Source: Ledger Insights
Yesterday, Bo Li, the Deputy Managing Director of the International Monetary Fund (IMF), described the level of interest in central bank digital currency (CBDC) as ‘unprecedented’. Forty countries have approached the IMF for assistance and it has engaged with almost 30.
The IMF sees one of its roles as CBDC capacity development. It released a paper around what it’s learned so far and plans to develop a CBDC Handbook to support its efforts. The 20 chapter handbook is funded by Japan, and it will release four or five chapters per year.
One of the key takeaways is the various motivations for CBDC interest, with crypto-assets coming top of the list. For advanced economies, the drivers include maintaining central bank involvement in digital payment systems, enhancing payment competition, and supporting tokenization. In contrast, emerging and developing economies see financial inclusion as a major factor.
Demand for help from the IMF is sufficiently great that it has to prioritize what it works on. It will target systemically important countries and those fast-tracking CBDC work but with risks such as capacity constraints or weak regulations.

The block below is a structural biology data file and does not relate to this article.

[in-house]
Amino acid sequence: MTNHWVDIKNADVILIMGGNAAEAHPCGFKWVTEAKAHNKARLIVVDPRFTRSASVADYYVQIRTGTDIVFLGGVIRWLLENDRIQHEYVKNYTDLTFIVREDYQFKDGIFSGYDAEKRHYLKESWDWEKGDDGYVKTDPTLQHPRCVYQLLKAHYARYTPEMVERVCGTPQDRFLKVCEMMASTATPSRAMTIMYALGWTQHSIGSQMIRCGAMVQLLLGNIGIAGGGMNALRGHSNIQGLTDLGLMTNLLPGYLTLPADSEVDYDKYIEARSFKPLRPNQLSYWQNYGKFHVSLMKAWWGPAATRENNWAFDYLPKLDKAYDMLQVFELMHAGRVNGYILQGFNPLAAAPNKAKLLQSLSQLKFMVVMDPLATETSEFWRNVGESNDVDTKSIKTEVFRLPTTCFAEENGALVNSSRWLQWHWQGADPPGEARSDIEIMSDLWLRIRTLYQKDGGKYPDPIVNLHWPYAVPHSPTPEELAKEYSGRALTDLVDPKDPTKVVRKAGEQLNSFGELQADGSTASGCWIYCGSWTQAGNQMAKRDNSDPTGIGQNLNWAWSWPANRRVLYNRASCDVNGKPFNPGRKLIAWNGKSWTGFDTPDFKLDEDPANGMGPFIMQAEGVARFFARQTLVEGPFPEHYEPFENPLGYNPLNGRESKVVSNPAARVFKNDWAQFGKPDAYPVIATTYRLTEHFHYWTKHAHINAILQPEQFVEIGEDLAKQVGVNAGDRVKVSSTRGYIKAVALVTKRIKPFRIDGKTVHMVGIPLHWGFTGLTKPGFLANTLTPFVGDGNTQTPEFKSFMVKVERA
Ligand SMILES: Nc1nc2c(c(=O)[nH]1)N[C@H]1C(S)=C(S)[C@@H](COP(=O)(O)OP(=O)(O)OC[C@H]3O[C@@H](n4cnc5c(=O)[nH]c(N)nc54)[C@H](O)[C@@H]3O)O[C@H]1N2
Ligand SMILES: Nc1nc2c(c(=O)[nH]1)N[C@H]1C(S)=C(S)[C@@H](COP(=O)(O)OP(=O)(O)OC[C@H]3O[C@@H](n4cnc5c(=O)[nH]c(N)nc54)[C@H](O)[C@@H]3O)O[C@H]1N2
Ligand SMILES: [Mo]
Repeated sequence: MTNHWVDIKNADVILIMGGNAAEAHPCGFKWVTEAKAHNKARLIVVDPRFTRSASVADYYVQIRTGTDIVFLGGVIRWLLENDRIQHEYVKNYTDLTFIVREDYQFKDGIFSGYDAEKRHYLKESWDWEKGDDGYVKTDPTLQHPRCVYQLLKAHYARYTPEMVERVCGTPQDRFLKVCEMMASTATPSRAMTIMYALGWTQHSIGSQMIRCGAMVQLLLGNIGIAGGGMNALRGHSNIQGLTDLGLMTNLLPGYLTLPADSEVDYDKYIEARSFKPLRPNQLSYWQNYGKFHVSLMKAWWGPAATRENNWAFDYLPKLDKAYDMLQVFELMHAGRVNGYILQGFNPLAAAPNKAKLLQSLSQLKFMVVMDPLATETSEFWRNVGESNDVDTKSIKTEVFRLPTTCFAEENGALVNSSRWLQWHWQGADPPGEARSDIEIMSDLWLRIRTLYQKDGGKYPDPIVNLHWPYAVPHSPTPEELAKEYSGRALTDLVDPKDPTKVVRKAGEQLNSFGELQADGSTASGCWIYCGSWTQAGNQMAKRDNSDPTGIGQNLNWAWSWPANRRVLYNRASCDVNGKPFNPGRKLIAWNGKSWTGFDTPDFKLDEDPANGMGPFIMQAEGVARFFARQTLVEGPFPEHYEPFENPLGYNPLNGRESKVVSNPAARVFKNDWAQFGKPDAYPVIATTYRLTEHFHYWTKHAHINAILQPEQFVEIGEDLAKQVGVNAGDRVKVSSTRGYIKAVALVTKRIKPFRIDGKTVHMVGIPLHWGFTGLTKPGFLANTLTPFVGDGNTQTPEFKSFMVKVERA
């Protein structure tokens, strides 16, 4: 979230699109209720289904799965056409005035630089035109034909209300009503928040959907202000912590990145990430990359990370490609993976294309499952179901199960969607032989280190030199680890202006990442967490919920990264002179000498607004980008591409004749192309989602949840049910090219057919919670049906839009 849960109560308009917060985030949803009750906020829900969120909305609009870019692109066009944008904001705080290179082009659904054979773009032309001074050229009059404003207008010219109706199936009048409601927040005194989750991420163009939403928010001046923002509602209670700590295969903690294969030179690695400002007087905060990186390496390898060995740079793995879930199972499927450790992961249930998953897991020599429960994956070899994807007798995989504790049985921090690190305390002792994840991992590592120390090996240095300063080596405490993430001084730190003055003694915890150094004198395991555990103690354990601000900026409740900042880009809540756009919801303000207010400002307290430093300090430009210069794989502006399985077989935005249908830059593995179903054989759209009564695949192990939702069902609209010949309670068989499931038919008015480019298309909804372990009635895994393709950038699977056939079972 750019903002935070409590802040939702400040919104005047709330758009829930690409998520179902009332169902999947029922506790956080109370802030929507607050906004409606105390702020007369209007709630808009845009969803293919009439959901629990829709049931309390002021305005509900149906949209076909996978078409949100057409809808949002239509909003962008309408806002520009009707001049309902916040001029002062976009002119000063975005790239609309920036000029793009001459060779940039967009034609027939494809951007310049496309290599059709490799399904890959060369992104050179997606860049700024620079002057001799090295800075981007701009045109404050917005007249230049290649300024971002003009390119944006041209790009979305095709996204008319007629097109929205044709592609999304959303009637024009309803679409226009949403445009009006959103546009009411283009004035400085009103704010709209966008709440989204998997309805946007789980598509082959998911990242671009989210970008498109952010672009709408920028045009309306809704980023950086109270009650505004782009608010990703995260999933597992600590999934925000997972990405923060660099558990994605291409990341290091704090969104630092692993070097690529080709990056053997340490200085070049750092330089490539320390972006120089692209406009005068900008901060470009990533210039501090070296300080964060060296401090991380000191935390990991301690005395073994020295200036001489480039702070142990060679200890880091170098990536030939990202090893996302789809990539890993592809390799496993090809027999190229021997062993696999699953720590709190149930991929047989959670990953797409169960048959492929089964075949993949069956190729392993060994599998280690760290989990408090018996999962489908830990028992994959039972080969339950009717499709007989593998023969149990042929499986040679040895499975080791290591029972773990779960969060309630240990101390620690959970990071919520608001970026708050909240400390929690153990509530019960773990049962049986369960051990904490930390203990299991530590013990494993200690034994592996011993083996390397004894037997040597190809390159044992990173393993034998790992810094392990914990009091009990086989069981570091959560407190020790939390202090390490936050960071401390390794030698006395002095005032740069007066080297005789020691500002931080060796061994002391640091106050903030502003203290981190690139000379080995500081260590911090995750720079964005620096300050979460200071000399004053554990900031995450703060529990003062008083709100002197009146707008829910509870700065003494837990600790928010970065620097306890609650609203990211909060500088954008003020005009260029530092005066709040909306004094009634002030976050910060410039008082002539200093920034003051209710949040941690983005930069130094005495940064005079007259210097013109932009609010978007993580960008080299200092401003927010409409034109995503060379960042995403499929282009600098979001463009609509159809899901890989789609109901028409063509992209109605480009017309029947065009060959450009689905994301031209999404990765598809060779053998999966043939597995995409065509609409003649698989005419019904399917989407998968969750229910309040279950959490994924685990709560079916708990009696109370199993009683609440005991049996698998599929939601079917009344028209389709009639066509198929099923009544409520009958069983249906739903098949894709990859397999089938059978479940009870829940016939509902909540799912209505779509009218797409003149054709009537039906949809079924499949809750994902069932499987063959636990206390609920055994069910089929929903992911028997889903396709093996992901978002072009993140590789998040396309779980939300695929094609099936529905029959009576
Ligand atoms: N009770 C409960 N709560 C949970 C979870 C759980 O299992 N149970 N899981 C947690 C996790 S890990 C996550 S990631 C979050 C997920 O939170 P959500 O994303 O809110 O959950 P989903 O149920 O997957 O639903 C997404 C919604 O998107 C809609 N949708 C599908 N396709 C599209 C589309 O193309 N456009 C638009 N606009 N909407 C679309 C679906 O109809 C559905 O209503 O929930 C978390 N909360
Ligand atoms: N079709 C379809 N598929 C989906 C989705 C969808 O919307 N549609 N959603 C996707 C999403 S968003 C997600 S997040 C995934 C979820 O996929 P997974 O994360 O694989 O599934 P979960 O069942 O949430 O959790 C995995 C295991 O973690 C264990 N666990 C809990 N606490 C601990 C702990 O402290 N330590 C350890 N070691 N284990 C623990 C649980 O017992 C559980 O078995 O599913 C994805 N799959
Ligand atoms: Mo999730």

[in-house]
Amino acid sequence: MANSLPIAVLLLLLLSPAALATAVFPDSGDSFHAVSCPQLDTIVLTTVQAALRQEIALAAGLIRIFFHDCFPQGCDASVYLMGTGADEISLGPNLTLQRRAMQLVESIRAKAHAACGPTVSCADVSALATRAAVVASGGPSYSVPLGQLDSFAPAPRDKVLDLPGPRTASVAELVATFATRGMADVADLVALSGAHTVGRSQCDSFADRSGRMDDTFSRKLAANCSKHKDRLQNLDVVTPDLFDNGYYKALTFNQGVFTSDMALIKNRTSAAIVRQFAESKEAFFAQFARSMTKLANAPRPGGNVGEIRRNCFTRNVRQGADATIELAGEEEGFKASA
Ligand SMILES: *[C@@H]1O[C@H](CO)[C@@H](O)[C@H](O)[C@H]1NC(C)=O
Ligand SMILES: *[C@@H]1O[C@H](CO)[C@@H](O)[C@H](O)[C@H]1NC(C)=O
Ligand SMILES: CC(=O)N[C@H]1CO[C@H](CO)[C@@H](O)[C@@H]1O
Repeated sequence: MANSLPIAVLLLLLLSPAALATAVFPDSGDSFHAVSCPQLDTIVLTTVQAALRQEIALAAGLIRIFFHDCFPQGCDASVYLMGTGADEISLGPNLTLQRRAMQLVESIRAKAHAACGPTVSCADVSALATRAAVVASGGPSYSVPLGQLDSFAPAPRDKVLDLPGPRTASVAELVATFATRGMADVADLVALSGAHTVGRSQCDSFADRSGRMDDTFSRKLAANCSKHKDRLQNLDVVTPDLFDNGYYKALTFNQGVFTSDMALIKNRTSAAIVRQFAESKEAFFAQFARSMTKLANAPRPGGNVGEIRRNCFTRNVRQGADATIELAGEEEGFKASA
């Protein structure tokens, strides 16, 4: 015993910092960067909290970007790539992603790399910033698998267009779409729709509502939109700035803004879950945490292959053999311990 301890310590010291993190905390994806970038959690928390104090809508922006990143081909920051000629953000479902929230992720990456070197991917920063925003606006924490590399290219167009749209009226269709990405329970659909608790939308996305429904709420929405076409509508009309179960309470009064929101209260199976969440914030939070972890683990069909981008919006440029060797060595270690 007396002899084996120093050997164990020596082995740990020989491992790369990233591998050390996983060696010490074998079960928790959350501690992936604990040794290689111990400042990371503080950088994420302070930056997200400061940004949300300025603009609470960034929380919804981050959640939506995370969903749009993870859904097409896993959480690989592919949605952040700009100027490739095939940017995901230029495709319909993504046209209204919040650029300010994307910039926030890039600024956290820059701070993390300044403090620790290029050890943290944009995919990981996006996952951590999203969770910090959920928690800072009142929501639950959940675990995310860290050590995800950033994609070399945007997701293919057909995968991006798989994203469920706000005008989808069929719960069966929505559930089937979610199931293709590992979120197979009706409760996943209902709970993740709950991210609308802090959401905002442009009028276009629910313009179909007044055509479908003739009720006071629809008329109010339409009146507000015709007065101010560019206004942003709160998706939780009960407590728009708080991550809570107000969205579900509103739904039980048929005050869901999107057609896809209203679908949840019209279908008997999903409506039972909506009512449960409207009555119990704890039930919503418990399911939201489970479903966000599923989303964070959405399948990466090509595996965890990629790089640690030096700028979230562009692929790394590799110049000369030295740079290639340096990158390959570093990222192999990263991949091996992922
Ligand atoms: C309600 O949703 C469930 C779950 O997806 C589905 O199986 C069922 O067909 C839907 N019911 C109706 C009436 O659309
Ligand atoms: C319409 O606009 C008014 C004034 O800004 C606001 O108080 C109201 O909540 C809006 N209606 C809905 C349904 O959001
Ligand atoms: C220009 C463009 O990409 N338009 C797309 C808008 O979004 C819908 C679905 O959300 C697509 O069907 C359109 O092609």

The IMF wants to continue its work with other international bodies. While the BIS is considered a major global player when it comes to CBDC, the IMF noted that the BIS does ‘not directly serve the majority of EMDEs (developing economies)’. Our takeaway is that compared to the BIS, the IMF will have a different emphasis, with a greater focus on financial inclusion. It is also more wary of the risks of foreign CBDCs and digital currencies regarding dollarization and the inability of some countries to control funds moving out of the country. That could directly impact the repayment of IMF loans.